A baby’s first visits to the dentists are mostly about getting babies used to the dentist’s chair and educating parents about how to care for baby’s teeth.
If your child has moved from the bottle to using a cup and doesn’t snack or drink in the middle of the night, you get a one year pass, until the age of two. Then the standard twice a year dental inspection recommendation comes into play. Somewhere between the ages of four to six, expect your dentist to take a first set of X-rays to check for cavities or other hidden problems.
Children’s primary (baby) teeth are more susceptible to decay than adult teeth as primary teeth have thinner and often less resilient enamel that offers less protection from bacteria.
Infants and toddlers primary teeth can be affected by an aggressive form of decay called early childhood caries or baby bottle tooth decay. The disease is associated with the frequent consumption of sugary drinks in baby bottles or sipping cups as it begins to occur in the upper front teeth before spreading quickly to other teeth.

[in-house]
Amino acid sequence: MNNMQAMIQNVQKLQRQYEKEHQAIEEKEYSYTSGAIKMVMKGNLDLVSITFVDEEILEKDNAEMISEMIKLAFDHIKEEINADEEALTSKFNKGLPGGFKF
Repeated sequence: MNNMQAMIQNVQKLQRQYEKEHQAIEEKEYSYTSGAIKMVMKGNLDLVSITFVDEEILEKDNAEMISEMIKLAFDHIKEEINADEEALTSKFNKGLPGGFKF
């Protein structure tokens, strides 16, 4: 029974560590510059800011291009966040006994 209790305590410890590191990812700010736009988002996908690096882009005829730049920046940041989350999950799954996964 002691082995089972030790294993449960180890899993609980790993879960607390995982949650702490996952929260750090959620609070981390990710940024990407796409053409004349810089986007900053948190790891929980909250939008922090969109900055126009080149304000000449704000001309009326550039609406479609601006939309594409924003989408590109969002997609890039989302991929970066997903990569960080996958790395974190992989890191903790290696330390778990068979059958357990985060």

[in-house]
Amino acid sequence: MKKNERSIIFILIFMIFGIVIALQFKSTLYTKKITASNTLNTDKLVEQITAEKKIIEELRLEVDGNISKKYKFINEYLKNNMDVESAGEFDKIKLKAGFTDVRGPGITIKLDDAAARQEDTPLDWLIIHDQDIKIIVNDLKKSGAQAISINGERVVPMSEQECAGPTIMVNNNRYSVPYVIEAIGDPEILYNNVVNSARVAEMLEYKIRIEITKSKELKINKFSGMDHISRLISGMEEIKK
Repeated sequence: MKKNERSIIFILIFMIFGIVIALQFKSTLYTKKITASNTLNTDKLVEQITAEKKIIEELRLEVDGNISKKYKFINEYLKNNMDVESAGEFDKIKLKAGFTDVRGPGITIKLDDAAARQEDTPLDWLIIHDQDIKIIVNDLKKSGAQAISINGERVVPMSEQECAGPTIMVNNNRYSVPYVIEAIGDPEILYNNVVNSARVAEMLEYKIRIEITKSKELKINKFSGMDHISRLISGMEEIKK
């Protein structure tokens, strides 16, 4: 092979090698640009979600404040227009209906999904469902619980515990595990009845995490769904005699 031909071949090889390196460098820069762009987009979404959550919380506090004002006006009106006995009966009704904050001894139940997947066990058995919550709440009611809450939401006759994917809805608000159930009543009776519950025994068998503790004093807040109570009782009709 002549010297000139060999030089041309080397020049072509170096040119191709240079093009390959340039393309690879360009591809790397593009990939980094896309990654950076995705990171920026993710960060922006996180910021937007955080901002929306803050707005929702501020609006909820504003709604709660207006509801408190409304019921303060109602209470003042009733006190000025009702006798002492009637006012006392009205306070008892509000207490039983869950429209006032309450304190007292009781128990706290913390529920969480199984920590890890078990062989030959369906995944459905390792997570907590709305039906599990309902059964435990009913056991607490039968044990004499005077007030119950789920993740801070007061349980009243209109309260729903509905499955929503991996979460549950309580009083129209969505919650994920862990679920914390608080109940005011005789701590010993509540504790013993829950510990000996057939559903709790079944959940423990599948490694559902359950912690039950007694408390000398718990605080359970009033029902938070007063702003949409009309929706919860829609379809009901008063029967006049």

Children who experience early childhood tooth decay are much more likely to develop subsequent problems. These problems include an increased risk of further tooth decay in both primary and permanent teeth. Extensive damage to the primary teeth can cause abscesses that harm the development of permanent teeth inside the gums.
Steps to take to keep your child’s teeth and gums healthy
Public Health England (PHE) recommends you take the following steps to protect your child’s teeth and keep them free from decay.
- reduce both the amount and how often sugary foods and drinks are given
- not add sugar to weaning foods or drinks
- aim to introduce drinking from a free-flow cup from 6 months of age and stop feeding from a bottle from 12 months of age
- start brushing children’s teeth as soon as the first tooth appears
- supervise tooth brushing until they are 7 or 8 years old
- brush children’s teeth twice daily, including just before bed, using a fluoride toothpaste
- for babies just use a smear of fluoride toothpaste; from the age of three, use only a pea sized amount
- use only sugar-free medicines when possible
When to make your child’s first dental visit
Dental caries can spread very quickly in children; often it can be too late before parents notice any problems.
PHE recommend that children should be registered with the dentist as soon as the first teeth appear and visit regularly to be given age-appropriate preventive advice and ensure any problems are identified early.
More than 30% of children in England did not see an NHS dentist between 2012 and 2014; it’s so important not to let that happen to your young ones. Make that appointment with the dentist as soon as your baby’s teeth start to appear.